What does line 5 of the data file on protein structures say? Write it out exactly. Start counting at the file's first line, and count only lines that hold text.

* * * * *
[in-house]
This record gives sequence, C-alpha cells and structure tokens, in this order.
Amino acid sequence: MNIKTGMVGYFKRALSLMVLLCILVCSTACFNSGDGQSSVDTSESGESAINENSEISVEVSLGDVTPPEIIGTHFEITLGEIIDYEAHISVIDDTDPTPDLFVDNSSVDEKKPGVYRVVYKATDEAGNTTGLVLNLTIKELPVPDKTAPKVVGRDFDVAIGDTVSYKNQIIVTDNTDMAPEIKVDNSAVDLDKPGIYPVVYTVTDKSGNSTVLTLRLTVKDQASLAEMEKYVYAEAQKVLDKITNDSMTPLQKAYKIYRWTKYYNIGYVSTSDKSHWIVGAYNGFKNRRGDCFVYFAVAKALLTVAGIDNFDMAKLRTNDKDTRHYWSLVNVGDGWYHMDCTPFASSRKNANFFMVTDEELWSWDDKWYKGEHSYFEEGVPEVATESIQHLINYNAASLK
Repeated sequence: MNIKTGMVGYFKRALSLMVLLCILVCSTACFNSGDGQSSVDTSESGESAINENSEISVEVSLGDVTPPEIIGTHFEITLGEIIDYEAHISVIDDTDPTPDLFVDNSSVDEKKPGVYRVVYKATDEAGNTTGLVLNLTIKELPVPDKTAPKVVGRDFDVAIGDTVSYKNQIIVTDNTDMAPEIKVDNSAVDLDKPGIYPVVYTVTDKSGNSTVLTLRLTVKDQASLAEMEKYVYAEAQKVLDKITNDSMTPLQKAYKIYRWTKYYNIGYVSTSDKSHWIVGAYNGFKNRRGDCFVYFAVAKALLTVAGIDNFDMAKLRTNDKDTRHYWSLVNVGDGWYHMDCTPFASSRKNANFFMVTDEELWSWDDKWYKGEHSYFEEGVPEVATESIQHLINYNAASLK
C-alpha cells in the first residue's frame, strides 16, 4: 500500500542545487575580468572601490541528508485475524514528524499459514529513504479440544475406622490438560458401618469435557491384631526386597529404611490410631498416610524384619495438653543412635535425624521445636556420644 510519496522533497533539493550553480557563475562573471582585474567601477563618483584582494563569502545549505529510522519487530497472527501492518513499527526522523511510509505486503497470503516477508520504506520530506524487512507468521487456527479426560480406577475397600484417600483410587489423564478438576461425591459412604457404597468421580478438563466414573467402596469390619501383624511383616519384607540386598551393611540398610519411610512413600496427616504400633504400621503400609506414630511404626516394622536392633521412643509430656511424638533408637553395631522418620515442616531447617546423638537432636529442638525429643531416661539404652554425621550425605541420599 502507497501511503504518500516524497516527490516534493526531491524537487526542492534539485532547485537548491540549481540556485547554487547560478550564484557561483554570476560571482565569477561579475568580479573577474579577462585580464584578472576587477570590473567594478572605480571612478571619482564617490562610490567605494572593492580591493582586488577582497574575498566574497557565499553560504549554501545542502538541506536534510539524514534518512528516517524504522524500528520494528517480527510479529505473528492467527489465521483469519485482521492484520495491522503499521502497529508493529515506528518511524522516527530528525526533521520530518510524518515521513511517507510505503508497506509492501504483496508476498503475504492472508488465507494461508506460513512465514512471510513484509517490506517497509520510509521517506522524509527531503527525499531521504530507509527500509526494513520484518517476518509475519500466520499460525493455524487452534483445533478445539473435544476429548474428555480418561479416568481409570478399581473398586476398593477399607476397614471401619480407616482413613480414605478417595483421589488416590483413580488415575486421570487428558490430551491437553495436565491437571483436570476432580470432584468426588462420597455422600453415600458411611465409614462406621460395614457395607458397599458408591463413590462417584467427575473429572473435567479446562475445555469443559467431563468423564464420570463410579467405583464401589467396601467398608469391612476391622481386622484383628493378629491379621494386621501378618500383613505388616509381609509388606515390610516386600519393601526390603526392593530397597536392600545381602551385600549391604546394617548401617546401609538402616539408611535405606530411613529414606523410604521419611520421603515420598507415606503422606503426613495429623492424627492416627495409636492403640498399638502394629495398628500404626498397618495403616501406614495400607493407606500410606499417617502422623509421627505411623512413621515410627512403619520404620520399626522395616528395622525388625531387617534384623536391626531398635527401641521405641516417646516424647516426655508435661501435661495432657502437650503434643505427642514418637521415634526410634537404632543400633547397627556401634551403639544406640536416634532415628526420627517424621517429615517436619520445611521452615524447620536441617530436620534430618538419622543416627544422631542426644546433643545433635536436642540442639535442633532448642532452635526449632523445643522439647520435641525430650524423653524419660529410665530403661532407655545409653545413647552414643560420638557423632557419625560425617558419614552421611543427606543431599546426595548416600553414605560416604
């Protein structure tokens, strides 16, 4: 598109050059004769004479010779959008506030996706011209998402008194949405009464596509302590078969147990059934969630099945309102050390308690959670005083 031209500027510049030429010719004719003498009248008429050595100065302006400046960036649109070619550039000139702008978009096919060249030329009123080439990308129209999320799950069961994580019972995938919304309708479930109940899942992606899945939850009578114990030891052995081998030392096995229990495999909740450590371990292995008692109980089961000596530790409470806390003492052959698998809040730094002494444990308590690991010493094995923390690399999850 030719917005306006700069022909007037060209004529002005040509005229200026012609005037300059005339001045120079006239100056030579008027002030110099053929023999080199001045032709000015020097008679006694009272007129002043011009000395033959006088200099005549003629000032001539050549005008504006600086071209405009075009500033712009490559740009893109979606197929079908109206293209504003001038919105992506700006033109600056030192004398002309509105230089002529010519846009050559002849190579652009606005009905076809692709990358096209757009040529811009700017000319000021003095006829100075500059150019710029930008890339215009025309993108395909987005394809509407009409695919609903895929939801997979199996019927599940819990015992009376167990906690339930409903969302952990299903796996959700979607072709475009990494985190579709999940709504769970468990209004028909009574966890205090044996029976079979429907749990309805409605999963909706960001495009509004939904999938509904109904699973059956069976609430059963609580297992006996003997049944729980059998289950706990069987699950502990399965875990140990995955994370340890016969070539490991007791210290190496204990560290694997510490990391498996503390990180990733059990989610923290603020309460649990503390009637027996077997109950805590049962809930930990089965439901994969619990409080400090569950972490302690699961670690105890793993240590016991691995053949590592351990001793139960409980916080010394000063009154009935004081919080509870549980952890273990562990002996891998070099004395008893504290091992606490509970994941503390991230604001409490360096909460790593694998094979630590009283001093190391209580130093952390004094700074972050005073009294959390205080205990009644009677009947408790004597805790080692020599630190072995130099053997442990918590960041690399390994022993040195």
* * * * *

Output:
C-alpha cells in the first residue's frame, strides 16, 4: 500500500542545487575580468572601490541528508485475524514528524499459514529513504479440544475406622490438560458401618469435557491384631526386597529404611490410631498416610524384619495438653543412635535425624521445636556420644 510519496522533497533539493550553480557563475562573471582585474567601477563618483584582494563569502545549505529510522519487530497472527501492518513499527526522523511510509505486503497470503516477508520504506520530506524487512507468521487456527479426560480406577475397600484417600483410587489423564478438576461425591459412604457404597468421580478438563466414573467402596469390619501383624511383616519384607540386598551393611540398610519411610512413600496427616504400633504400621503400609506414630511404626516394622536392633521412643509430656511424638533408637553395631522418620515442616531447617546423638537432636529442638525429643531416661539404652554425621550425605541420599 502507497501511503504518500516524497516527490516534493526531491524537487526542492534539485532547485537548491540549481540556485547554487547560478550564484557561483554570476560571482565569477561579475568580479573577474579577462585580464584578472576587477570590473567594478572605480571612478571619482564617490562610490567605494572593492580591493582586488577582497574575498566574497557565499553560504549554501545542502538541506536534510539524514534518512528516517524504522524500528520494528517480527510479529505473528492467527489465521483469519485482521492484520495491522503499521502497529508493529515506528518511524522516527530528525526533521520530518510524518515521513511517507510505503508497506509492501504483496508476498503475504492472508488465507494461508506460513512465514512471510513484509517490506517497509520510509521517506522524509527531503527525499531521504530507509527500509526494513520484518517476518509475519500466520499460525493455524487452534483445533478445539473435544476429548474428555480418561479416568481409570478399581473398586476398593477399607476397614471401619480407616482413613480414605478417595483421589488416590483413580488415575486421570487428558490430551491437553495436565491437571483436570476432580470432584468426588462420597455422600453415600458411611465409614462406621460395614457395607458397599458408591463413590462417584467427575473429572473435567479446562475445555469443559467431563468423564464420570463410579467405583464401589467396601467398608469391612476391622481386622484383628493378629491379621494386621501378618500383613505388616509381609509388606515390610516386600519393601526390603526392593530397597536392600545381602551385600549391604546394617548401617546401609538402616539408611535405606530411613529414606523410604521419611520421603515420598507415606503422606503426613495429623492424627492416627495409636492403640498399638502394629495398628500404626498397618495403616501406614495400607493407606500410606499417617502422623509421627505411623512413621515410627512403619520404620520399626522395616528395622525388625531387617534384623536391626531398635527401641521405641516417646516424647516426655508435661501435661495432657502437650503434643505427642514418637521415634526410634537404632543400633547397627556401634551403639544406640536416634532415628526420627517424621517429615517436619520445611521452615524447620536441617530436620534430618538419622543416627544422631542426644546433643545433635536436642540442639535442633532448642532452635526449632523445643522439647520435641525430650524423653524419660529410665530403661532407655545409653545413647552414643560420638557423632557419625560425617558419614552421611543427606543431599546426595548416600553414605560416604